The Gering Schools Foundation Board surprised teachers and students at each school over the last two weeks to award four Innovation Grants.
In its first ever round of awards, the Innovation Grant Program provides teachers and staff the opportunity to apply for grants in two rounds annually to fund projects and initiatives that enhance innovation in learning for students.
This round the Gering Schools Foundation awarded $18,416.41 in grants impacting each building and reaching over 1,000 students.
“Providing an opportunity to support our teachers and staff was important to the Foundation Board when we launched this Innovation Grant Program,” shares Board President, Mike Moravec. “We have incredibly talented and committed staff and we are happy to provide additional tools to promote innovation and creativity in the classroom.”
The 2019-20 Innovation Grant fund was established through a major gift campaign held in the spring of 2019.
“Our Foundation has been fortunate to build meaningful relationships with our Bulldog community and grow a network of incredibly supportive individuals and businesses that want to see Gering Public Schools thrive. I am incredibly grateful for their continued support of students and staff,” shares Foundation Director, Jennifer Sibal.
Round One Innovation Grant winners, grant awards and projects were:
Gering High School – submitted by Kim Busby and John Boswell, $6,052.88, “Technical Math for Trades.” This year, two new classes began at GHS, Geometry in Construction and AMPED Algebra. Students in these project-based classes learn mathematics concepts and apply them in context of their use in trades and business. For example, Geometry in Construction will apply right triangles, parallel/perpendicular lines, area and measure concepts in the building of an 8×8 garden shed.
Geil/Northfield/Lincoln Elementary – submitted by Kelly Tofflemire and Marty McAndrew, $6,000, “STEM Lego Learning for All.” This project will be inclusive of grades K-5 at each Gering elementary building. Enrichment groups will learn age-appropriate STEM skills through the use of Lego technology. Students will utilize a computer aided design (CAD) software to design virtual lego kits which also maximizes writing, planning, and communication skills through the creation and design of instruction booklets for each kit. As students advance through grade levels, STEM skills will be enhanced by introducing lever, wedge, pulley, and flywheel systems and eventually adding coding elements for 4th and 5th grade.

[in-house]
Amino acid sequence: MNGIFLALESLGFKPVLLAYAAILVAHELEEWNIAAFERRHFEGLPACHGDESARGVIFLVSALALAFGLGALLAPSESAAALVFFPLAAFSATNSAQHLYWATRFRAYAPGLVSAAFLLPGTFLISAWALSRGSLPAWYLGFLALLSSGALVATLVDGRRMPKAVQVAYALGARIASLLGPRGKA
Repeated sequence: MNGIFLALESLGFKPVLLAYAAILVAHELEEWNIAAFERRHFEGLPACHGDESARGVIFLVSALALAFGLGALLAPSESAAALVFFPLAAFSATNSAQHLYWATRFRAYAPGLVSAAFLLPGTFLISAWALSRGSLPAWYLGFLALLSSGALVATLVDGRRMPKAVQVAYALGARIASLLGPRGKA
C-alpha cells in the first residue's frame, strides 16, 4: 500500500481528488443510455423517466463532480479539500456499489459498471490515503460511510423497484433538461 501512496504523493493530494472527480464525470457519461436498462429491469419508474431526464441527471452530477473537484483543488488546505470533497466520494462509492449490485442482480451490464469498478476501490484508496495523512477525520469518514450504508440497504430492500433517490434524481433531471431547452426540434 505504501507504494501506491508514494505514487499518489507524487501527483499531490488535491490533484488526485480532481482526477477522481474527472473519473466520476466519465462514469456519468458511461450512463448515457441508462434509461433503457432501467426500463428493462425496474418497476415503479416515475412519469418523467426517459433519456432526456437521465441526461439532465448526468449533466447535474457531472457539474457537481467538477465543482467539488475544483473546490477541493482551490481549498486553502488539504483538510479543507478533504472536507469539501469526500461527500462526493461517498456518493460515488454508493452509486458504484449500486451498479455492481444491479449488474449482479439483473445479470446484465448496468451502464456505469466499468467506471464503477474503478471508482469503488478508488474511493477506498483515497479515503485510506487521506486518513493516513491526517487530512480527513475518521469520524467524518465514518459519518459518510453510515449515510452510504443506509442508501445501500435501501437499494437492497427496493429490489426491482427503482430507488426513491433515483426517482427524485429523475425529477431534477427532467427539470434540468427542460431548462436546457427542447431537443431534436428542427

Gering Junior High – submitted by Drew Zwieg, $1.363.53, “Interactive Ag/Science Growing and Aquaponics Learning Center.” This project involves converting a space at the Junior High into an interactive plant and aquaponics learning center for 8th grade Ag students. Students will study and grow botanical and aquatic life and study more in-depth concepts of applied science. New technology will include a seed starting growing station, semi-mature plant growing station and an aquaponics station with live fish.
Gering Junior High – submitted by Julie Siebke, $5,000, “Gallup Strengths and Restorative Practices Pilot.” This collaborative project with Mediation West in Scottsbluff utilizing the Gallup StrengthsFinder program to help students identify and build on their strengths. All 6th grade students complete this inventory in their Life Skills class rotation. Students are encouraged to celebrate what is unique about their top 5 strengths and use that in goal-setting and relationships. Also a part of this project is a special pilot “peace circle” with volleyball participants who meet weekly after school to learn and model sportsmanship through strong interpersonal relationships, learning coping skills for stress, and promoting a positive school culture.